by Russ Marshalek of a place both wonderful and strange
Imagine me clapping my hands together and shouting “SHOWTIME!” like those kids on the train, because that’s basically how I was Friday night going into seeing Blair Witch. As palpable as my excitement was, I couldn’t hold a candle to the gaggle of 20-somethings flocking into the theater adjacent to Blair Witch, which was showing Bridget Jones’ Baby. I didn’t know Bridget Jones had a baby. Did she? Is it Carrie from Sex In The City? Because that would be awesome and also insert a time travel storyline into Bridget Jones and I fucking love time travel storylines.
Speaking of time, and the fallacy of it in Blair Witch, and other things: there will be spoilers in this. I had a very vital facet of this movie ruined for me by a friend’s casual FB post, and I wish I hadn’t seen it. If you’re going to see this movie and haven’t yet, don’t read this. Don’t read anything. Go to a movie theater right now, because in another day or so I can’t help you avoid this shit. You’re on the internet.
That said, this isn’t going to be so much of a blow-by-blow review as it is a thinkpiece from someone who’s thought way too long and hard about The Blair Witch Project as a universe over the last 15 years.
Ok, so, let me get this out of the way first: Blair Witch is the best possible sequel to The Blair Witch Project anyone could hope for, for better or worse. The plot, in a nutshell, is: James Donahue, brother of Heather Donahue from the original film, catches a YouTube clip filmed from the supposedly-destroyed Blair Witch/Rustin Parr house that ostensibly shows a quick clip of his long-missing sister. As part of a friend’s student film, James and way too many other characters track down the Blair Witch fan-kids who “found” the footage of his sister and head off into the woods to, essentially, repeat exactly what happened to the trio in The Blair Witch Project only on a vastly escalated time line.
At the heart of The Blair Witch Project there was a genuine investment in the characters, particularly Heather, as she struggled to keep herself and her team together while her literal world was torn asunder around her. Myth-building was secondary, and scattered with such a knowingly light hand that I’ve literally had to explain to people for the last 15 years what the ending of the movie meant, because it force-fed viewers absolutely nothing. Blair Witch invests almost nothing in the characters, and despite supposedly being long-time friends their interactions and relationships end up consisting almost solely of screaming each others names into a dense, inky blackness that’s actually the fullest character in the film. I’m not saying I don’t believe James wanted to find his sister, but the pretext of going into the woods could literally have just been “hey let’s go camping where people went missing for LOLs” and I’d have bought in just as much.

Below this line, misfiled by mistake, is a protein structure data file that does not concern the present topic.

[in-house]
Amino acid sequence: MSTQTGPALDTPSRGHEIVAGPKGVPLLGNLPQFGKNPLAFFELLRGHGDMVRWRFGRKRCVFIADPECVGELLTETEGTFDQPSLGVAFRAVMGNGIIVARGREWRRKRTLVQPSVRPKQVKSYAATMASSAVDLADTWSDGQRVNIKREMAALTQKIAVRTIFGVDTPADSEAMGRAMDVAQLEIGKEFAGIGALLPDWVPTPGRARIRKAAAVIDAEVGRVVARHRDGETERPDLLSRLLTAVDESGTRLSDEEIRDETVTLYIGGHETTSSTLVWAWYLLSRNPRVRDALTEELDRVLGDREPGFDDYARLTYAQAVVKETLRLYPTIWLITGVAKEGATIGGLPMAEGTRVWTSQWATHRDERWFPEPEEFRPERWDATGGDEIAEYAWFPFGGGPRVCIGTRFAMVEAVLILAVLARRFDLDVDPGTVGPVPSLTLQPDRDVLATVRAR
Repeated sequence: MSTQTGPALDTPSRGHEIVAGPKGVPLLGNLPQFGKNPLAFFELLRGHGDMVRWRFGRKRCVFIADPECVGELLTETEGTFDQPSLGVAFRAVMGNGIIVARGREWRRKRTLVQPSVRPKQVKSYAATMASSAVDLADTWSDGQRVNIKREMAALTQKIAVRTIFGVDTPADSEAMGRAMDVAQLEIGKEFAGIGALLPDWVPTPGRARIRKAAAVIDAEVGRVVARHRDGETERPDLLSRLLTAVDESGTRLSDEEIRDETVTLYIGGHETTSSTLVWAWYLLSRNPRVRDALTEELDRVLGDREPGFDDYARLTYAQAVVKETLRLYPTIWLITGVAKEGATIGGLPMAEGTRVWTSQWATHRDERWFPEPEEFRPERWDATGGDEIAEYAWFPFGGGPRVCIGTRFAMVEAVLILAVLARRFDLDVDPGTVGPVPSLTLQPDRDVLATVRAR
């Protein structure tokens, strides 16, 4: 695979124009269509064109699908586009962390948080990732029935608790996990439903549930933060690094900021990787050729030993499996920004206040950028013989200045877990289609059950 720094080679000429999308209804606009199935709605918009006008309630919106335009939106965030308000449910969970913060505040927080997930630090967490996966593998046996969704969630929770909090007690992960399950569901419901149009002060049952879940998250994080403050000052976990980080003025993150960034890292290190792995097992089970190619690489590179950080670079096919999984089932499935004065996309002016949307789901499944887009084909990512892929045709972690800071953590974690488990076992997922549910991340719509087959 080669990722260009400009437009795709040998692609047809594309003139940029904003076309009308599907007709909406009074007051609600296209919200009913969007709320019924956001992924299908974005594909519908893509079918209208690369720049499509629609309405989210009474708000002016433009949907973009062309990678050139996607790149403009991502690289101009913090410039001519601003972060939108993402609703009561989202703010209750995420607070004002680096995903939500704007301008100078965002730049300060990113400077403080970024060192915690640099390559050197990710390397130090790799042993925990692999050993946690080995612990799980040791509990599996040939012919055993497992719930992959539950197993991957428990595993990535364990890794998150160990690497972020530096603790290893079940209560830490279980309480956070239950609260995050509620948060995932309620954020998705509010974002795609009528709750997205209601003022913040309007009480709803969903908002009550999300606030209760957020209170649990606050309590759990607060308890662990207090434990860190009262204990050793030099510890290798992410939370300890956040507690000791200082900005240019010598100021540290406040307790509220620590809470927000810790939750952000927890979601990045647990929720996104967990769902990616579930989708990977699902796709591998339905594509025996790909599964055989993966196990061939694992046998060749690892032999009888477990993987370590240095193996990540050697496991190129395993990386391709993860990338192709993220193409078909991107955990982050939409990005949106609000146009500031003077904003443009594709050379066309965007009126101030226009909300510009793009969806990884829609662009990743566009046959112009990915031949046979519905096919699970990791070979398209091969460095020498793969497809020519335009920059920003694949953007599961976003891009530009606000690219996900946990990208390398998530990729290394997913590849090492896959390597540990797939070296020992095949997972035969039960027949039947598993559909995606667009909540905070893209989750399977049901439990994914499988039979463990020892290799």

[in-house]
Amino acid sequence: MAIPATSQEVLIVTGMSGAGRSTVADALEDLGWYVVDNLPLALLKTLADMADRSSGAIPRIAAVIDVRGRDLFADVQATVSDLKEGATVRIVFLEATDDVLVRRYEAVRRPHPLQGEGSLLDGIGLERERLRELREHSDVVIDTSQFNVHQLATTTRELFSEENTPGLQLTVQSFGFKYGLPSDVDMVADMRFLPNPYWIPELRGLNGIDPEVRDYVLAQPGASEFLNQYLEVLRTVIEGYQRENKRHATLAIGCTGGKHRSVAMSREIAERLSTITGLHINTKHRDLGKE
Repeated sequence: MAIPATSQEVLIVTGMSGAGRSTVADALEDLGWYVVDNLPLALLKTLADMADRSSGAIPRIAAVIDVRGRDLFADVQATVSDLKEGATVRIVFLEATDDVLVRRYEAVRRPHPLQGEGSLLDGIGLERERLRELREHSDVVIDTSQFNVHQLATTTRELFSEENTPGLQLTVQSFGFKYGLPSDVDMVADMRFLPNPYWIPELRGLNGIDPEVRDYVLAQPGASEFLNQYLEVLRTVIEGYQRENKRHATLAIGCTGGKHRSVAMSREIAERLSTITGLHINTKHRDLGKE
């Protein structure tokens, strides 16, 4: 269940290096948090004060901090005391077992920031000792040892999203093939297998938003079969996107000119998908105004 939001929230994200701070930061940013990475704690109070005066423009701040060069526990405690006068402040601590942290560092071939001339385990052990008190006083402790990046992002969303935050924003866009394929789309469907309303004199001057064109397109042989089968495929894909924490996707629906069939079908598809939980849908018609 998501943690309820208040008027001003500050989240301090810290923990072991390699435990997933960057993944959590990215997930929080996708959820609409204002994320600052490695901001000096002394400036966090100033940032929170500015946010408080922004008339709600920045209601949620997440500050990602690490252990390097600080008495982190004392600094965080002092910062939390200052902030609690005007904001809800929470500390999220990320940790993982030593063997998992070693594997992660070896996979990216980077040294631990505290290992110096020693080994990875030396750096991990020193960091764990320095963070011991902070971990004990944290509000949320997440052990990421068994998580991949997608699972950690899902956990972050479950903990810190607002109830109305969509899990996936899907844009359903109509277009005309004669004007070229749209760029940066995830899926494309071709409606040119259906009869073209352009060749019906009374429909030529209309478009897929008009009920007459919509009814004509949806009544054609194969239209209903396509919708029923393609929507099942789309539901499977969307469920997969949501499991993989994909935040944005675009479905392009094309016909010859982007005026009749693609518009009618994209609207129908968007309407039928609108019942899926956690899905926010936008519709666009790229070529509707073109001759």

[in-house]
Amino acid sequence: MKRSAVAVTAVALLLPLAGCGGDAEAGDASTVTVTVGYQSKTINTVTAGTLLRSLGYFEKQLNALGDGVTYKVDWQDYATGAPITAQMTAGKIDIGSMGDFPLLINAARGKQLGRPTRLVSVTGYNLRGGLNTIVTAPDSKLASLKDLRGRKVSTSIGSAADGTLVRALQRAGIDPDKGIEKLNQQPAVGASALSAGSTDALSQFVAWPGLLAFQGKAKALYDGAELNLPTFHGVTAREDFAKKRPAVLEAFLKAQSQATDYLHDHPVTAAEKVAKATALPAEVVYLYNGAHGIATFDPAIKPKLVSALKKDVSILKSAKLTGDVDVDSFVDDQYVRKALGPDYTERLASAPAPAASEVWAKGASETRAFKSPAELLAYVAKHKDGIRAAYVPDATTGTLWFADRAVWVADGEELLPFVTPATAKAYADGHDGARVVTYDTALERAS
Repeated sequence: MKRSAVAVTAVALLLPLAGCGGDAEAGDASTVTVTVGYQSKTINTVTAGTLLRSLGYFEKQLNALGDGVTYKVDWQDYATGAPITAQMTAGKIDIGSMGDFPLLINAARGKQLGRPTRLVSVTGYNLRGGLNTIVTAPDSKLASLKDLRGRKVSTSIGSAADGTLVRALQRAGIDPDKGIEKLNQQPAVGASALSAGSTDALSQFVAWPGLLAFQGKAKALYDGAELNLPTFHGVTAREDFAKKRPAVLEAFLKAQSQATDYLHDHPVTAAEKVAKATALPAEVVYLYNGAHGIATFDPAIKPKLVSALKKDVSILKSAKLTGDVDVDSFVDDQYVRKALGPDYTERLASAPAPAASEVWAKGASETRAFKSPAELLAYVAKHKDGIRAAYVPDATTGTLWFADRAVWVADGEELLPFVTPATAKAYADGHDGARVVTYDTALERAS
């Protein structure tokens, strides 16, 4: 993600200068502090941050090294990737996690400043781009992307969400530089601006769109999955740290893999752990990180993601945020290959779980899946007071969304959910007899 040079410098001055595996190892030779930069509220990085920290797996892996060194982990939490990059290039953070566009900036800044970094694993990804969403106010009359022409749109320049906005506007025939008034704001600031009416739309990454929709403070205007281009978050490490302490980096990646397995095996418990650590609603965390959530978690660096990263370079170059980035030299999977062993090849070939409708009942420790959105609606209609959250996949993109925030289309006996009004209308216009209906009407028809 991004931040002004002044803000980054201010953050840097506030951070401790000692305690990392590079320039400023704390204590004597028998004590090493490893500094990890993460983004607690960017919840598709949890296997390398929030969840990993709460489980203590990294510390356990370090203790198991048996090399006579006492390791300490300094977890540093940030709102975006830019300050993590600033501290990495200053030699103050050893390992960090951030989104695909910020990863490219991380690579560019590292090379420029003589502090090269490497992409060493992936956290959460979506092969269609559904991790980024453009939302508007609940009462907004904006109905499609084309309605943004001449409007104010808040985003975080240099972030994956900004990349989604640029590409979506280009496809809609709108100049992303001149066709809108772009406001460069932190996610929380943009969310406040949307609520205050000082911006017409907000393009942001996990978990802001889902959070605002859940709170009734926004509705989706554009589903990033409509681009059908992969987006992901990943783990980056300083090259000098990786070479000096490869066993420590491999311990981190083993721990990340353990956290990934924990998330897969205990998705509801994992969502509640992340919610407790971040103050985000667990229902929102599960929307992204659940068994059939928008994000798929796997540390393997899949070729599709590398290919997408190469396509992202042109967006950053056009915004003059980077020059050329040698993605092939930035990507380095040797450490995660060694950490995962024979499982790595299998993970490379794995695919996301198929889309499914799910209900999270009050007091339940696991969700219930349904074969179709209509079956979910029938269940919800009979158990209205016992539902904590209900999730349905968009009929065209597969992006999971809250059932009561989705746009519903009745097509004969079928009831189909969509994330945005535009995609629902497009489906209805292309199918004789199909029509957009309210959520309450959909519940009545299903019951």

But the mythology, oh, god, the mythology: THANK YOU, Blair Witch, for rewarding nerds like me for our 15 years of speculation that there was more to meets the eye in the original film. For a movie way too many people called “boring”, the universe that was crafted is rich as fuck. We found out what those now-iconic tree symbols mean (to the point where at one point they’re faked as a spook-out, and when they come back for real they’re the size of entire trees, because BLAIR WITCH IS DONE FUCKING AROUND), we learn that time essentially doesn’t exist in those woods (leading my wife to lean in and say to me “the house is like Tanis” www.tanispodcast.com, which is also a killer nod to Baba Yaga), there’s what I think is a metaphor/connection to the phrase “an old woman whose feet never touch the ground” that I’m still working to understand via some foot-related body horror (if you wanna suss this out with me IRL, please, let’s do, because I have a crackpot theory that’s too half-baked to say publicly), and the ending is, again, open to much speculation.
HOWEVER, ABOUT THAT ENDING:
You see the fucking witch. This is a crime as unforgivable as saying “nothing happens”. The original movie won because the terror was entirely unseen, leaving your mind to create whatever terrifying things lurk in your own personal darkness. Blair Witch, instead, gives us a shoutout to Grave Encounters. It’s bullshit and I hate it and don’t like it at all.
The rest of the film’s last 20 minutes, though, is goddamn perfection. An extended revision of the original movie’s terrifying, breathless run through the house, this time fleshed out like a haunted attraction I’d die to go to (see what I did there?). It’s goddamn terrifying, and some of the best spoopy film-making I’ve seen in a long time, and worth every penny of the ticket price.
It left me with some questions, though: if Heather is trapped in the house because time ceases to exist in those woods, where are Mike and Josh? Is the Donahue family cursed/linked to the Blair Witch in some way because it sure as fuck seems like it…maybe? What, exactly, does the Blair Witch want (and don’t just say “revenge”)?
Listen: I want a third Blair Witch movie. I want it to be final. And I want it to go like this:
Person goes into the woods knowing full well about the legend of the Blair Witch because AT THIS FUCKING POINT HOW CAN YOU NOT COME THE FUCK ON, and just says “FUCK IT IF I DIE, I AM GETTING TO THE BOTTOM OF THIS”, and that’s where we start. Because I want my questions answered, but even I can’t suspend disbelief enough to believe Heather’s brother’s cousin or whatever is about to toddle off into those fucking woods like they’re coming back tomorrow.
So: Blair Witch. It’s very good. It’s not perfect. But after 15 years of wondering if anything meant something, that’s goddamn good enough for me.
Questions: Donahue family?